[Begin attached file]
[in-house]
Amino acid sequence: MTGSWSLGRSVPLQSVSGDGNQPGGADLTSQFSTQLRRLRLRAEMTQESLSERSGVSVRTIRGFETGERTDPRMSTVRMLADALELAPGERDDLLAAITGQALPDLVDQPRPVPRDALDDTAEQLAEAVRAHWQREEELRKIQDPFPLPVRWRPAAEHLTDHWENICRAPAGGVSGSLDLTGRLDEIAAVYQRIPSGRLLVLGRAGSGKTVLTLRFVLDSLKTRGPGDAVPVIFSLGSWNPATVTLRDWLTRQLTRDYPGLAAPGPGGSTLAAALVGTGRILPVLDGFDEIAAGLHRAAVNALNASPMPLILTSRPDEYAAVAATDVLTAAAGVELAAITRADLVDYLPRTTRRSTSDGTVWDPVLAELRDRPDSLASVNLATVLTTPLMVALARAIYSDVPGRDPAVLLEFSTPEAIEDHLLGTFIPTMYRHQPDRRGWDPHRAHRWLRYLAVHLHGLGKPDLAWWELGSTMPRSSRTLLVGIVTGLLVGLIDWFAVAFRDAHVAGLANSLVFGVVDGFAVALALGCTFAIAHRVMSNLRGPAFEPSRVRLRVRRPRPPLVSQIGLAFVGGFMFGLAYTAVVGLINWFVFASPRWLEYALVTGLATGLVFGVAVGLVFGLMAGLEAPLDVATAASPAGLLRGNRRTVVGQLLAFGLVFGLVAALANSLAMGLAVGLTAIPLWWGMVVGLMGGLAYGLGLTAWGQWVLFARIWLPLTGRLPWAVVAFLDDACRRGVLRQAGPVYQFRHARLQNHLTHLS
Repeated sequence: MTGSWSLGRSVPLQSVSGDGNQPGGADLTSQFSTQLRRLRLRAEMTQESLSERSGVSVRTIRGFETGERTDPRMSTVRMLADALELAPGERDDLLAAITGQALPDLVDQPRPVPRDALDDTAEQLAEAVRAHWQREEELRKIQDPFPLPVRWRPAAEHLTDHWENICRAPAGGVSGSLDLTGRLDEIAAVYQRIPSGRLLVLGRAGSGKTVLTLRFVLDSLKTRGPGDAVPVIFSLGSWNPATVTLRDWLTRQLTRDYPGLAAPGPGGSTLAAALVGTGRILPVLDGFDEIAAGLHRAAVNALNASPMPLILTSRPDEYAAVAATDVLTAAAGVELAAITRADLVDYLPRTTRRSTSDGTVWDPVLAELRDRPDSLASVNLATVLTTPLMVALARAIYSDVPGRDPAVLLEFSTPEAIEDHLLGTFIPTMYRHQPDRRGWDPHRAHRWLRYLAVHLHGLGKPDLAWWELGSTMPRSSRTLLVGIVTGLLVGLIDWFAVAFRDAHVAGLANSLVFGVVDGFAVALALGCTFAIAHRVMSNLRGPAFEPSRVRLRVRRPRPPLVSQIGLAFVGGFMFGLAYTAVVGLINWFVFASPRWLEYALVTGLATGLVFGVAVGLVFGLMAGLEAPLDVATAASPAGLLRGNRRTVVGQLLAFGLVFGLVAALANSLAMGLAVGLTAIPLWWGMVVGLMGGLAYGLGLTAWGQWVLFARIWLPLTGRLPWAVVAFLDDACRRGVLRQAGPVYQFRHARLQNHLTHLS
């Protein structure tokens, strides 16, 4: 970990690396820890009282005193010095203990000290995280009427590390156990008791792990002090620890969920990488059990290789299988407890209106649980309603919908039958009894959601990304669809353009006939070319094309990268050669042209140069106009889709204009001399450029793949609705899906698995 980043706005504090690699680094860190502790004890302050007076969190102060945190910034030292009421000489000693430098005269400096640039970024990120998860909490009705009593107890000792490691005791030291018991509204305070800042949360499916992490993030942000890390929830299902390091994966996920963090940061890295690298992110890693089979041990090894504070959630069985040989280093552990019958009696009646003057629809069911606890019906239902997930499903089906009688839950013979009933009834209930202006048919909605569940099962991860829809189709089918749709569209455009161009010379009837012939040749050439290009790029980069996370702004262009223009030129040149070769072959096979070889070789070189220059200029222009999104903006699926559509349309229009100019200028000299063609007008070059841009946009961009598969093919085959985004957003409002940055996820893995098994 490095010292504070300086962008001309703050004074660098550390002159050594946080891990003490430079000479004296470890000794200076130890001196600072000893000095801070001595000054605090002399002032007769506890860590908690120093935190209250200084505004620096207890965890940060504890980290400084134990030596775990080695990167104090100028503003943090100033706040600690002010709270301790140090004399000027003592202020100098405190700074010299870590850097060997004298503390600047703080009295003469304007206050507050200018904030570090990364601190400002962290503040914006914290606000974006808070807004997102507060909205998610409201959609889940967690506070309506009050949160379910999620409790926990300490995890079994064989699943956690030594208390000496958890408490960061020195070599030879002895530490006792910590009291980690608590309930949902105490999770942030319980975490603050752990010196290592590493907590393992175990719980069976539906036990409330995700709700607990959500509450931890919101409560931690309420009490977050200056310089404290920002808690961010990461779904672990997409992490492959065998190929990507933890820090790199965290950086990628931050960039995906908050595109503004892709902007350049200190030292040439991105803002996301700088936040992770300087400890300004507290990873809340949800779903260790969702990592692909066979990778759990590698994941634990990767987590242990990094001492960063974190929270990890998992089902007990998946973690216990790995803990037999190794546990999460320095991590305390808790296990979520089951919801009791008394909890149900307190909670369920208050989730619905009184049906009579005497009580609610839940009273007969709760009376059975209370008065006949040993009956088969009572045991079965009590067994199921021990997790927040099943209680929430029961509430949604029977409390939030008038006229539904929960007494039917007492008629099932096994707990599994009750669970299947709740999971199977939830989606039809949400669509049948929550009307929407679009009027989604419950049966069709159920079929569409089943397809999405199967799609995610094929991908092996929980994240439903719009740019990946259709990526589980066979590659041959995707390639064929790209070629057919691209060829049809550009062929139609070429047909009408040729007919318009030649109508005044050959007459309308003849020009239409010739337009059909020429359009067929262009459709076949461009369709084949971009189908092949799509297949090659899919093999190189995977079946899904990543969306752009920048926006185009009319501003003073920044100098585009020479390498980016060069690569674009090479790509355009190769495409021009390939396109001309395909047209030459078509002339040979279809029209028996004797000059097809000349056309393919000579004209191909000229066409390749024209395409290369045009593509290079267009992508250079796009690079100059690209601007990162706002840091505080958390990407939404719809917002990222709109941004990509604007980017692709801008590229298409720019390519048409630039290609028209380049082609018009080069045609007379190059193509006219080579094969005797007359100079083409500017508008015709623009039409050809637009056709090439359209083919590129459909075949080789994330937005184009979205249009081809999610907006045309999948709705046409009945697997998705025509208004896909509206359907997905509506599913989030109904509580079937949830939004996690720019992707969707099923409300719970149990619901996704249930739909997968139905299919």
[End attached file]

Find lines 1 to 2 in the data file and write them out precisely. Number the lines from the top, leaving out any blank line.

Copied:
[in-house]
Amino acid sequence: MTGSWSLGRSVPLQSVSGDGNQPGGADLTSQFSTQLRRLRLRAEMTQESLSERSGVSVRTIRGFETGERTDPRMSTVRMLADALELAPGERDDLLAAITGQALPDLVDQPRPVPRDALDDTAEQLAEAVRAHWQREEELRKIQDPFPLPVRWRPAAEHLTDHWENICRAPAGGVSGSLDLTGRLDEIAAVYQRIPSGRLLVLGRAGSGKTVLTLRFVLDSLKTRGPGDAVPVIFSLGSWNPATVTLRDWLTRQLTRDYPGLAAPGPGGSTLAAALVGTGRILPVLDGFDEIAAGLHRAAVNALNASPMPLILTSRPDEYAAVAATDVLTAAAGVELAAITRADLVDYLPRTTRRSTSDGTVWDPVLAELRDRPDSLASVNLATVLTTPLMVALARAIYSDVPGRDPAVLLEFSTPEAIEDHLLGTFIPTMYRHQPDRRGWDPHRAHRWLRYLAVHLHGLGKPDLAWWELGSTMPRSSRTLLVGIVTGLLVGLIDWFAVAFRDAHVAGLANSLVFGVVDGFAVALALGCTFAIAHRVMSNLRGPAFEPSRVRLRVRRPRPPLVSQIGLAFVGGFMFGLAYTAVVGLINWFVFASPRWLEYALVTGLATGLVFGVAVGLVFGLMAGLEAPLDVATAASPAGLLRGNRRTVVGQLLAFGLVFGLVAALANSLAMGLAVGLTAIPLWWGMVVGLMGGLAYGLGLTAWGQWVLFARIWLPLTGRLPWAVVAFLDDACRRGVLRQAGPVYQFRHARLQNHLTHLS